The congregation did not have water, and the gathered against Moshe and Aharon. The people fought with Moshe, and said: "If only we had died when our brethren died before Hashem. Why did you bring the congregation of Hashem to this desert, to die here, us and our animals. And why did you take us up from Egypt, to bring us to this evil place, not a place of seed, or figs or grapes or pomegranates, and there is no water to drink." (Bamidbar 20:2-5)
The people's complaint at Mei Merivah is bizarre. You would expect a complaint about water to focus on water, but in fact water seems to be just an afterthought tacked onto the end. Much of the complaint is about the agricultural bounty - herds, grain, fruit - which the people feel entitled to. Shouldn't survival and water come before these luxuries? In addition, the people say they prefer death to their current situation. But if they want to die, why complain about lack of water? And finally, they quite explicitly link themselves to Korach's rebellion - both in linking themselves to "our brethren [who] died before Hashem" (compare to 16:16-17, 17:5, 17:11, 17:28), and in describing themselves as "the congregation of Hashem"/"kehal Hashem" (see Korach's initial complaint in 16:3). Why would they hope to get a positive response from Moshe and God, when linking themselves to the most evil rebels?
It is no surprise that Moshe reacts angrily to this arrogant, insincere demand. "Listen now, you rebels, will I bring water out of this rock?" Moshe correctly recognized the complainers to be hostile rebels, not innocent desperate people who just want water to drink.
Or so we think. But God's responses to Moshe, Aharon, and the people are the opposite of what we expect. Throughout Sefer Bamidbar, God considers and executes punishments on the people. Sometimes (like 16:21-22) these punishments appear to be much harsher than what either Moshe or the average modern reader would consider appropriate. And yet, in the Mei Merivah story, the people receives no punishment whatsoever. In fact, the only ones to be punished are Moshe and Aharon! They are the ones we thought had correctly interpreted the people's demands! What is going on?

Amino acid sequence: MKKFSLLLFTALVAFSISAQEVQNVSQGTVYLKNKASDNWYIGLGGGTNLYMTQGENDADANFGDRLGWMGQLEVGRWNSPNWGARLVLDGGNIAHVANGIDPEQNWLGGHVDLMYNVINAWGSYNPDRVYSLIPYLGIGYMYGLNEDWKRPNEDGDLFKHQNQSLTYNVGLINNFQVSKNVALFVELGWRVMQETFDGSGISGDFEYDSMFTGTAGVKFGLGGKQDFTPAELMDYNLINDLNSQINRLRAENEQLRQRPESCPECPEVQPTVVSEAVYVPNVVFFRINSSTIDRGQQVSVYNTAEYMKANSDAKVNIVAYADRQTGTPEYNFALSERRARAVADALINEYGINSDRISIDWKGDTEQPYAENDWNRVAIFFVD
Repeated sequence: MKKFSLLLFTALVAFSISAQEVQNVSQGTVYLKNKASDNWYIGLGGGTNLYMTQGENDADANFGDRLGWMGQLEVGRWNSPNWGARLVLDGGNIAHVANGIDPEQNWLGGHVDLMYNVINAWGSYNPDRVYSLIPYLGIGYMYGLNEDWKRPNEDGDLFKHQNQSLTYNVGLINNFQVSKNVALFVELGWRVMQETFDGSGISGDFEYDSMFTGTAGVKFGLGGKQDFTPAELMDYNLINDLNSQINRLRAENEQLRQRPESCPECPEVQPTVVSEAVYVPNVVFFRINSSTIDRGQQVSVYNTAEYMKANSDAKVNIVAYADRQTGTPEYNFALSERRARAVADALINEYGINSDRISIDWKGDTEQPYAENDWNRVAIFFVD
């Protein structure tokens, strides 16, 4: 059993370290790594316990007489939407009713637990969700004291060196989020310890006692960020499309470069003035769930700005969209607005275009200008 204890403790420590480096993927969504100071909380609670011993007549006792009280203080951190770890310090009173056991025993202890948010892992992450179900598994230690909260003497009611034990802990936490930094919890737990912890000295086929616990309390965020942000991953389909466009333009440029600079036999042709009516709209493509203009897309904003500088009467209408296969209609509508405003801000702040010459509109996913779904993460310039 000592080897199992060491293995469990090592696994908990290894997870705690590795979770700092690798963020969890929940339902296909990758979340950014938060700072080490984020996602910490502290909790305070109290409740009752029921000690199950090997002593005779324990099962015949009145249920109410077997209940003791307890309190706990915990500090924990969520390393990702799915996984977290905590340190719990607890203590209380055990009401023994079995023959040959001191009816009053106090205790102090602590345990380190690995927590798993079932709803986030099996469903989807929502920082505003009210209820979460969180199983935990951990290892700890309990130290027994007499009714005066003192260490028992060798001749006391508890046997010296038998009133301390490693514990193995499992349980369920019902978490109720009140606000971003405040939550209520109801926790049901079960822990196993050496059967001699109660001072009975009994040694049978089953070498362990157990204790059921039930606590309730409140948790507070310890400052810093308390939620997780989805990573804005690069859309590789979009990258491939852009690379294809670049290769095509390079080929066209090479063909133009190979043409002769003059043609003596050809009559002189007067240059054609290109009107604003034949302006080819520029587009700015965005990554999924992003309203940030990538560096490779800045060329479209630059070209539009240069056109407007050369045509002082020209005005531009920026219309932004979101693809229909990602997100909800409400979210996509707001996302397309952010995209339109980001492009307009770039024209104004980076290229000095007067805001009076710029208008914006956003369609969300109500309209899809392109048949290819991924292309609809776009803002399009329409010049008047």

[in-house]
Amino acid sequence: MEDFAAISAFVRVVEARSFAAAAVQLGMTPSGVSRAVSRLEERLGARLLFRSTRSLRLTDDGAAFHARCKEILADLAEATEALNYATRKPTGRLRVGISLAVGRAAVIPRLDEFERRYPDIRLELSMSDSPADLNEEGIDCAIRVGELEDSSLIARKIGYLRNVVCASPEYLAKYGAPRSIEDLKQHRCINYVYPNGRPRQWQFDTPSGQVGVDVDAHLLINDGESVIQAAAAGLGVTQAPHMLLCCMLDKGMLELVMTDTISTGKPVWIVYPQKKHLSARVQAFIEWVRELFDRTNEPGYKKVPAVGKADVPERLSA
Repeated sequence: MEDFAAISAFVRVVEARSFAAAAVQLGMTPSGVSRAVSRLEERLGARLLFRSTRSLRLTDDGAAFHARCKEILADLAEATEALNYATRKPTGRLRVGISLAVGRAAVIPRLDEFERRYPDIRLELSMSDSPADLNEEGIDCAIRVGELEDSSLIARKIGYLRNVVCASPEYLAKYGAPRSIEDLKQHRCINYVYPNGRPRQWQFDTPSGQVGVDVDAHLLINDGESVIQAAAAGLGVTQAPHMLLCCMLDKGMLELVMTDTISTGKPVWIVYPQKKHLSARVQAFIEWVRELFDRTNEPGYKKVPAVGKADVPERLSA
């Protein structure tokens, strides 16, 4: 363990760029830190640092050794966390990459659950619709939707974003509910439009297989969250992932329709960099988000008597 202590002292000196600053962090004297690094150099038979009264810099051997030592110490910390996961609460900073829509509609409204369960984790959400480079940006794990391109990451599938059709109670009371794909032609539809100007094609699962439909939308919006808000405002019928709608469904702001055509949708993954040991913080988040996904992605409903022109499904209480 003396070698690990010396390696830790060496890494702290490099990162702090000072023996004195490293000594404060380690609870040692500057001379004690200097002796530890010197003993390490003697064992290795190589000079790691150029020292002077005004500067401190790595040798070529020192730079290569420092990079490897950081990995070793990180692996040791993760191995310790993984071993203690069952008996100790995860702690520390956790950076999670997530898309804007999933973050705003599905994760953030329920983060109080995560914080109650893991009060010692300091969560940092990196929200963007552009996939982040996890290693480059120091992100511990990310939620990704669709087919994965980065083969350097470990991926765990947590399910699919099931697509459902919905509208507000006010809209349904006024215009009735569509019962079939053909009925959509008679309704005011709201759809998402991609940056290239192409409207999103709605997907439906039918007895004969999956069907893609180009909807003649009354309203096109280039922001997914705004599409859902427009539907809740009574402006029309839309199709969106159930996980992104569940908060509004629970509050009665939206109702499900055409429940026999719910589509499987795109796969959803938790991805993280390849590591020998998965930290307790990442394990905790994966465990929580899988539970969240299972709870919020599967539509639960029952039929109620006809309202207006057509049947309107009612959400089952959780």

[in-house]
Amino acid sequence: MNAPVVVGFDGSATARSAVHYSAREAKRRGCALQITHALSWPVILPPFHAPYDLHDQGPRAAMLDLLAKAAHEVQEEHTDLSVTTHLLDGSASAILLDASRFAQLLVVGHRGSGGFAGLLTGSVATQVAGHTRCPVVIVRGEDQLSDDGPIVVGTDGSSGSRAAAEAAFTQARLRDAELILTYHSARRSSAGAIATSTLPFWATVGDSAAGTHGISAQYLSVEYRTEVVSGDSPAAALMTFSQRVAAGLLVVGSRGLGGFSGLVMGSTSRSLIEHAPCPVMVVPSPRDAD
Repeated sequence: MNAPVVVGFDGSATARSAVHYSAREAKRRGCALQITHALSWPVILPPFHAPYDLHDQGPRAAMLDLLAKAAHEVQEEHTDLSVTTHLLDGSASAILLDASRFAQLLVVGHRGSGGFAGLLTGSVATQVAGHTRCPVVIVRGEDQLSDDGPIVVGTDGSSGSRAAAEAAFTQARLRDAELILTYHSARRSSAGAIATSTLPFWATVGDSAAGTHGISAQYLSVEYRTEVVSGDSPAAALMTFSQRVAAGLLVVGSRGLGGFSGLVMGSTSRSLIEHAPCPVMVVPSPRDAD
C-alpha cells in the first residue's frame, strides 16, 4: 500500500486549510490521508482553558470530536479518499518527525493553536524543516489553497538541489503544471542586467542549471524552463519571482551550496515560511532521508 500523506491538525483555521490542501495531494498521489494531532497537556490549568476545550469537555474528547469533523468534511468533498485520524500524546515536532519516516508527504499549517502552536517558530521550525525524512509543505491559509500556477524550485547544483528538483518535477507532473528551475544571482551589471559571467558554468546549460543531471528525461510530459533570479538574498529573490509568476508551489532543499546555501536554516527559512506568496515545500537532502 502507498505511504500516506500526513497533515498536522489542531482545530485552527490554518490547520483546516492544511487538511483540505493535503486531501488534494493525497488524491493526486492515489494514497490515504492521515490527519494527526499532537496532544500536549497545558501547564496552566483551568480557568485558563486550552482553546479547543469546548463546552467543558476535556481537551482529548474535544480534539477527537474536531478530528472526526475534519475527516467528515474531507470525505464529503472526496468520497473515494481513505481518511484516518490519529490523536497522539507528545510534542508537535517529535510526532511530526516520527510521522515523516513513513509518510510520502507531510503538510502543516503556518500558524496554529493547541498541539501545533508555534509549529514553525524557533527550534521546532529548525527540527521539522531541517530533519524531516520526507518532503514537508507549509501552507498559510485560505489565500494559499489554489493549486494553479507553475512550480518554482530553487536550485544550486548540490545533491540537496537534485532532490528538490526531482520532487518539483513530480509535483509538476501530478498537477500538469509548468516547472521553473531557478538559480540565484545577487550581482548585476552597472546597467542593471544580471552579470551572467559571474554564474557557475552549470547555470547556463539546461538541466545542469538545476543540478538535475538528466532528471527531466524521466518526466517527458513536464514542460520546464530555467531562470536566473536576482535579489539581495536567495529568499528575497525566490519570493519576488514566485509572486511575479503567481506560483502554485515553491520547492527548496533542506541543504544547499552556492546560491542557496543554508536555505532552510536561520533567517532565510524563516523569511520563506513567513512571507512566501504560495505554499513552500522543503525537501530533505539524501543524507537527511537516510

I think the answer is as follows. Correct me if I've missed something, but I think that never in the Torah are the people punished for complaining when there is a lack of food or water. Only when they demand things like better food (meat), or altered political arrangements, or a return to Egypt, are they punished. Food and water are legitimate needs; a person cannot live without them. God, by taking the people out of Egypt and promising them entry into Canaan, took on a certain responsibility towards them, which included not allowing them to die. If there really was a shortage of food or water, it was God's responsibility to fix that, and there was nothing wrong in pointing it out.
It is true that at Mei Merivah, the people expressed their complaint in a very offensive way. Yet at its core, the complaint was legitimate. Water was missing, and God had to provide it. In general, a leader who gets angry when asked to do their responsibilities is a failed leader. It is no excuse that "the other side started it"; to descend to the level of selfish ungrateful rebels is an abdication of moral responsibility, and is seen as such by "the other side". Moshe and Aharon were representatives of God, so their failures reflected badly on God - and thus were a failure to "sanctify God's name" (20:12). When leaders fail at their job, it can disqualify them from further leadership, which is what happens to Moshe and Aharon in the wake of this episode.
I am not in the habit of giving lessons to other people, but there is a lesson waiting to be said here. There are many times in life when we, or our ideological camps, are disingenuously accused of misdeeds. Perhaps one person in our camp has behaved badly, and outsiders use this example to besmirch the entire camp. We feel justified in responding in kind - fighting anger with anger, or besmirching the enemy camp based on anecdotes just like ours has been besmirched. I think Mei Merivah's lesson is that in general, we must resist these temptations. Such angry responses rarely convince the other side. More often, they tend to decrease the other side's respect for us, and make the distance between us and them wider and harder to bridge. Particularly in the last few years, when US public opinion has crystallized into mutually exclusive echo chambers which cannot talk to one another, we need the patience to ignore the other side's rhetorical lows and respond thoughtfully rather than in anger. This takes a lot of self-control, and fails to satisfy our inner urge for justice. But it is more likely to lead "the people" to "the promised land" than any alternative.
Credit for this post goes to an interminably long Shir Hashirim reading at the local shul for kabbalat shabbat, leading me to think about the parsha instead of following along.